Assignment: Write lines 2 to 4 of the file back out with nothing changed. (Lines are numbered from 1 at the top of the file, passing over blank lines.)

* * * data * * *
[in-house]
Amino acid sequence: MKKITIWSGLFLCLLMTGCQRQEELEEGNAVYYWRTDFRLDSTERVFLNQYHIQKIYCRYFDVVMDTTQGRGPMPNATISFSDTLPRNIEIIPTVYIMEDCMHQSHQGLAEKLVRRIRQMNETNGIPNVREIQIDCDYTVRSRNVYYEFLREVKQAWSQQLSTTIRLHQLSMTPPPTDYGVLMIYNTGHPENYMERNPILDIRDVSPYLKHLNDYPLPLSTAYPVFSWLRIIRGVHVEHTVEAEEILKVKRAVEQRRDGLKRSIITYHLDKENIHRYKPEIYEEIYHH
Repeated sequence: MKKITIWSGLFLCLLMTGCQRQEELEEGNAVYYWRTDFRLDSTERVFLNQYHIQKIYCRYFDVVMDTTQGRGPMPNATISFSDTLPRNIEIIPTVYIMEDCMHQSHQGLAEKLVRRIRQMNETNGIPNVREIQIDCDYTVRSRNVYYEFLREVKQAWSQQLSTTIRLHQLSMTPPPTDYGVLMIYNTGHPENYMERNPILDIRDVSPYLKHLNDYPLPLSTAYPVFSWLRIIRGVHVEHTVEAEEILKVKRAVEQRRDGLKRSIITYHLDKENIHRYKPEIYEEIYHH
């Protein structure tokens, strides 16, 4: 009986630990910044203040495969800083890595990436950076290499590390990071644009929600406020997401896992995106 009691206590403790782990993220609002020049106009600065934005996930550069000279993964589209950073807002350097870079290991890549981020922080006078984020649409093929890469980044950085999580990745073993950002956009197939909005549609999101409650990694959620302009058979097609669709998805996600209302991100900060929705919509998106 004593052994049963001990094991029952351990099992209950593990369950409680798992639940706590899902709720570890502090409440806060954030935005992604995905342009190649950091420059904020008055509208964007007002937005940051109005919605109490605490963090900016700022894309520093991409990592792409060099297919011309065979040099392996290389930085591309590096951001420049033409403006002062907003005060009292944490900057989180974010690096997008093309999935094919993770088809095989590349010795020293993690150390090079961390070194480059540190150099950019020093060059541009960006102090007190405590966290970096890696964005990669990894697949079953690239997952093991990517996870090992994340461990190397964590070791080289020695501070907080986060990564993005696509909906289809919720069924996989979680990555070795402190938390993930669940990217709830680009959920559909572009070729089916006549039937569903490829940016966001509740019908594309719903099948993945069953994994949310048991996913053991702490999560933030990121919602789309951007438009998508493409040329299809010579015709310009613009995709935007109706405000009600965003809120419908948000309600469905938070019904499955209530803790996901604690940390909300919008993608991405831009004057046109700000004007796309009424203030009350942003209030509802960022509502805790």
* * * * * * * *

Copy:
Amino acid sequence: MKKITIWSGLFLCLLMTGCQRQEELEEGNAVYYWRTDFRLDSTERVFLNQYHIQKIYCRYFDVVMDTTQGRGPMPNATISFSDTLPRNIEIIPTVYIMEDCMHQSHQGLAEKLVRRIRQMNETNGIPNVREIQIDCDYTVRSRNVYYEFLREVKQAWSQQLSTTIRLHQLSMTPPPTDYGVLMIYNTGHPENYMERNPILDIRDVSPYLKHLNDYPLPLSTAYPVFSWLRIIRGVHVEHTVEAEEILKVKRAVEQRRDGLKRSIITYHLDKENIHRYKPEIYEEIYHH
Repeated sequence: MKKITIWSGLFLCLLMTGCQRQEELEEGNAVYYWRTDFRLDSTERVFLNQYHIQKIYCRYFDVVMDTTQGRGPMPNATISFSDTLPRNIEIIPTVYIMEDCMHQSHQGLAEKLVRRIRQMNETNGIPNVREIQIDCDYTVRSRNVYYEFLREVKQAWSQQLSTTIRLHQLSMTPPPTDYGVLMIYNTGHPENYMERNPILDIRDVSPYLKHLNDYPLPLSTAYPVFSWLRIIRGVHVEHTVEAEEILKVKRAVEQRRDGLKRSIITYHLDKENIHRYKPEIYEEIYHH
């Protein structure tokens, strides 16, 4: 009986630990910044203040495969800083890595990436950076290499590390990071644009929600406020997401896992995106 009691206590403790782990993220609002020049106009600065934005996930550069000279993964589209950073807002350097870079290991890549981020922080006078984020649409093929890469980044950085999580990745073993950002956009197939909005549609999101409650990694959620302009058979097609669709998805996600209302991100900060929705919509998106 004593052994049963001990094991029952351990099992209950593990369950409680798992639940706590899902709720570890502090409440806060954030935005992604995905342009190649950091420059904020008055509208964007007002937005940051109005919605109490605490963090900016700022894309520093991409990592792409060099297919011309065979040099392996290389930085591309590096951001420049033409403006002062907003005060009292944490900057989180974010690096997008093309999935094919993770088809095989590349010795020293993690150390090079961390070194480059540190150099950019020093060059541009960006102090007190405590966290970096890696964005990669990894697949079953690239997952093991990517996870090992994340461990190397964590070791080289020695501070907080986060990564993005696509909906289809919720069924996989979680990555070795402190938390993930669940990217709830680009959920559909572009070729089916006549039937569903490829940016966001509740019908594309719903099948993945069953994994949310048991996913053991702490999560933030990121919602789309951007438009998508493409040329299809010579015709310009613009995709935007109706405000009600965003809120419908948000309600469905938070019904499955209530803790996901604690940390909300919008993608991405831009004057046109700000004007796309009424203030009350942003209030509802960022509502805790």